On Thursday, January 31, at 9 p.m. ET/PT, 8 p.m. CT, CNBC will air a one-hour documentary Death: It’s a Living, which explores funeral service, a business that CNBC says “everyone confronts yet few understand.” Without knowing exactly what this documentary will entail before it airs, we do know that respected funeral professionals from the NFDA and other funeral service associations, funeral homes, suppliers, industry consultants and mortuary science educators assisted CNBC in preparing this documentary. While these representatives cannot control how productions are edited, we feel confident that these individuals provided CNBC with accurate information concerning the death care industry.
After the airing of this documentary, the AFCCA is prepared to answer any questions and respond to any inaccuracies, should they arise. Read below from our Vice President, David Long, a few tips that will be helpful now and after this documentary airs when meeting with families concerned with pricing.
We know that families need to consider cost when planning a funeral. Before discussing any services or products, Funeral Directors MUST give families a General Price List, which contains an itemized listing of costs. Thus, families have cost information available as they’re making decisions. What they choose determines the final price.
It is important for families to know that reputable Funeral Directors will work within the budget they have. Families should feel free to tell the Funeral Director about their budget up front. The Funeral Director can then let the family know what the funeral home can provide within that budget. When families look for a Funeral Director who truly cares about them and their loved one, they will also find someone who will respect their financial situation. Families now have more control of the type of service they want.
As Funeral Directors, we are meant to guide families during a difficult and emotional time. It is our duty to be informative and educate families on the various service options available, while making a family feel comfortable, understanding and confident in the decisions which they are making to honor their loved one.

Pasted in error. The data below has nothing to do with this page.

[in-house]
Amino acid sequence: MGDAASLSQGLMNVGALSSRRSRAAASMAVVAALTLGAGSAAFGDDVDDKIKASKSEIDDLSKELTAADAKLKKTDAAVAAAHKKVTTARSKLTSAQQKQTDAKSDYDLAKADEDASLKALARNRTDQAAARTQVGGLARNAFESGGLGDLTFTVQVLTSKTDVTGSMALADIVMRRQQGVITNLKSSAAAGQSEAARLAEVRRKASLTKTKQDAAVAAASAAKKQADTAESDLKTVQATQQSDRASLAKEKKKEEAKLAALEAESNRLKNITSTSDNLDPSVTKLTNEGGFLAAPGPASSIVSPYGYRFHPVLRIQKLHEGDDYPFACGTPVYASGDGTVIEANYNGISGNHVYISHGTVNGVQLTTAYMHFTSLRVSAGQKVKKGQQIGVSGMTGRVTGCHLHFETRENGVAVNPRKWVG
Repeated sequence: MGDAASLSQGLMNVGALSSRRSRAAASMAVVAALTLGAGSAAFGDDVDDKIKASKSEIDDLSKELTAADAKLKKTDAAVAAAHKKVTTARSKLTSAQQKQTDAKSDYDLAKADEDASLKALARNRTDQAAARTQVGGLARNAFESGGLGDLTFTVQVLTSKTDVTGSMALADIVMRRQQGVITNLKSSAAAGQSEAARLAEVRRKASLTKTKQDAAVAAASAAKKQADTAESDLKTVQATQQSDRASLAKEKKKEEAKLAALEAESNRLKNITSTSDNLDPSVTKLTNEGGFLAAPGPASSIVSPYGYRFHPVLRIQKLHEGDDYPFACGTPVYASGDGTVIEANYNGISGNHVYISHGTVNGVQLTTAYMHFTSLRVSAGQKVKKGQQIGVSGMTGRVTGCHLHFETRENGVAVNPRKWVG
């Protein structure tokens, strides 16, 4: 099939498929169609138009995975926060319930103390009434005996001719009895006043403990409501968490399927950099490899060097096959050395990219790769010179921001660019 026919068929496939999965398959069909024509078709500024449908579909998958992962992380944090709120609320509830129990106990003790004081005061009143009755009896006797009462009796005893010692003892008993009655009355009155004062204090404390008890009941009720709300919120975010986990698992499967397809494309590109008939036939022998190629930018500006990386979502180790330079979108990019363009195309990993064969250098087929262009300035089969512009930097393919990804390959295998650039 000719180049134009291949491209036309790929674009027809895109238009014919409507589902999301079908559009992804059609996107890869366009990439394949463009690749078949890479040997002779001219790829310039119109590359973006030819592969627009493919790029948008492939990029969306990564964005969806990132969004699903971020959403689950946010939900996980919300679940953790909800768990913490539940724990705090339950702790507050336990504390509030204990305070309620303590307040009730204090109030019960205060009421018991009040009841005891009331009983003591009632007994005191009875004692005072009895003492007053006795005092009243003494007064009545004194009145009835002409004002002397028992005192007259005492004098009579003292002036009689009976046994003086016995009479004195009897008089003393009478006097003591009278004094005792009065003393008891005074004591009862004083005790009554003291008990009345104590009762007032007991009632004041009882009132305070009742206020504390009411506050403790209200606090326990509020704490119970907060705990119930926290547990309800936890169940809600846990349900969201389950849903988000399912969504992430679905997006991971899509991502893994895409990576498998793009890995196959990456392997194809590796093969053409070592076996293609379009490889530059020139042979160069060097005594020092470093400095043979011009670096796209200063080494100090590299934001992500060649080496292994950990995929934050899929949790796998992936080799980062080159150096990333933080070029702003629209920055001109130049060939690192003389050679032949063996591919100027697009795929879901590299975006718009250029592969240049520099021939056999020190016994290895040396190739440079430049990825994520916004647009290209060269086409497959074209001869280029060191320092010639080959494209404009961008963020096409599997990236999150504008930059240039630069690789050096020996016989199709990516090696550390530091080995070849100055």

Cremation rates do exceed 40% nationally and those rates hold true and higher here in Arizona. While many funeral homes have traditionally served “burial” families; with the acceptance and popularity of cremation growing and the variety of ways individuals are memorializing themselves and their loved ones, funeral homes are now becoming more attuned to the needs of individual families and finding ways to offer meaningful options.
It is true that many cemeteries are revitalizing and updating their current look. Although cemeteries have typically been seen as a solemn place of grief and loss, for many it becomes a place of remembrance and respects. In efforts to provide a comfortable atmosphere, many cemeteries now provide for the “living” so that they can be more at ease when remembering their lost loved one. It also allows cemeteries the opportunity to encourage “would be” visitors who may not have set foot onto those hallowed grounds for some time.
Of course the “death care” industry has changed tremendously in recent years; greatly expanding the range of products and services which are available to meet the needs of consumers today. As providers of these products and services, it is our responsibility to educate and inform those families which we are allowed to serve.
~ David Long, Vice President
Arizona Funeral, Cemetery and Cremation Association